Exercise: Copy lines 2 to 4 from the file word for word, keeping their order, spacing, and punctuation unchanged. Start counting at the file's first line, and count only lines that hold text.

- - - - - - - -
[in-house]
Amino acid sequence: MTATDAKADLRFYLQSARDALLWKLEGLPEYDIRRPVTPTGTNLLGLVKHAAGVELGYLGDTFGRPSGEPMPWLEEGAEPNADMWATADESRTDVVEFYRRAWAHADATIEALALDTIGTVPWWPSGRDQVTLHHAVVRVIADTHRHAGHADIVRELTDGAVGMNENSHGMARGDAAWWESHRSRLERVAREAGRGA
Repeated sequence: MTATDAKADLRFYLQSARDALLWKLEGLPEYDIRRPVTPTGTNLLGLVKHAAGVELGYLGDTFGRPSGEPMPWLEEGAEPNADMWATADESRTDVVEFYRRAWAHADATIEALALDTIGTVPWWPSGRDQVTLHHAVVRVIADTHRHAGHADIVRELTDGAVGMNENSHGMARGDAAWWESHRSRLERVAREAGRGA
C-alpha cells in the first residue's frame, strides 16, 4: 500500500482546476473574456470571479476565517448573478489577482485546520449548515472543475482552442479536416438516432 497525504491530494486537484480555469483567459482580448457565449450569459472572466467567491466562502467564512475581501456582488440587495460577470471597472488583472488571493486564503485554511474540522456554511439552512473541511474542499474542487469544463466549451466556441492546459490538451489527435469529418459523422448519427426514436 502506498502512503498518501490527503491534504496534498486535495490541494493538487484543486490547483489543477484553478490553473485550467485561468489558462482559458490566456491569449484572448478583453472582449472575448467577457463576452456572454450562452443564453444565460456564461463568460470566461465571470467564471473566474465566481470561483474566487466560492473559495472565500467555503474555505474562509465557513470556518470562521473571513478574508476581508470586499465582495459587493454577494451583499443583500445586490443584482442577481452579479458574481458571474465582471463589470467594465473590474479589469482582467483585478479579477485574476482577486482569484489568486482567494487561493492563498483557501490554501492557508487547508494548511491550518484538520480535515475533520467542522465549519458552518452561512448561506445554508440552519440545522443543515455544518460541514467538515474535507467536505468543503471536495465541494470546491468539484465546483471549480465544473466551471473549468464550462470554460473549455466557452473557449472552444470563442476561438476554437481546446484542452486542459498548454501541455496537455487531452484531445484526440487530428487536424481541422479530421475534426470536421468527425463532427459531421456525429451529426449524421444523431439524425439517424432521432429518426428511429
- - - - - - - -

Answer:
Amino acid sequence: MTATDAKADLRFYLQSARDALLWKLEGLPEYDIRRPVTPTGTNLLGLVKHAAGVELGYLGDTFGRPSGEPMPWLEEGAEPNADMWATADESRTDVVEFYRRAWAHADATIEALALDTIGTVPWWPSGRDQVTLHHAVVRVIADTHRHAGHADIVRELTDGAVGMNENSHGMARGDAAWWESHRSRLERVAREAGRGA
Repeated sequence: MTATDAKADLRFYLQSARDALLWKLEGLPEYDIRRPVTPTGTNLLGLVKHAAGVELGYLGDTFGRPSGEPMPWLEEGAEPNADMWATADESRTDVVEFYRRAWAHADATIEALALDTIGTVPWWPSGRDQVTLHHAVVRVIADTHRHAGHADIVRELTDGAVGMNENSHGMARGDAAWWESHRSRLERVAREAGRGA
C-alpha cells in the first residue's frame, strides 16, 4: 500500500482546476473574456470571479476565517448573478489577482485546520449548515472543475482552442479536416438516432 497525504491530494486537484480555469483567459482580448457565449450569459472572466467567491466562502467564512475581501456582488440587495460577470471597472488583472488571493486564503485554511474540522456554511439552512473541511474542499474542487469544463466549451466556441492546459490538451489527435469529418459523422448519427426514436 502506498502512503498518501490527503491534504496534498486535495490541494493538487484543486490547483489543477484553478490553473485550467485561468489558462482559458490566456491569449484572448478583453472582449472575448467577457463576452456572454450562452443564453444565460456564461463568460470566461465571470467564471473566474465566481470561483474566487466560492473559495472565500467555503474555505474562509465557513470556518470562521473571513478574508476581508470586499465582495459587493454577494451583499443583500445586490443584482442577481452579479458574481458571474465582471463589470467594465473590474479589469482582467483585478479579477485574476482577486482569484489568486482567494487561493492563498483557501490554501492557508487547508494548511491550518484538520480535515475533520467542522465549519458552518452561512448561506445554508440552519440545522443543515455544518460541514467538515474535507467536505468543503471536495465541494470546491468539484465546483471549480465544473466551471473549468464550462470554460473549455466557452473557449472552444470563442476561438476554437481546446484542452486542459498548454501541455496537455487531452484531445484526440487530428487536424481541422479530421475534426470536421468527425463532427459531421456525429451529426449524421444523431439524425439517424432521432429518426428511429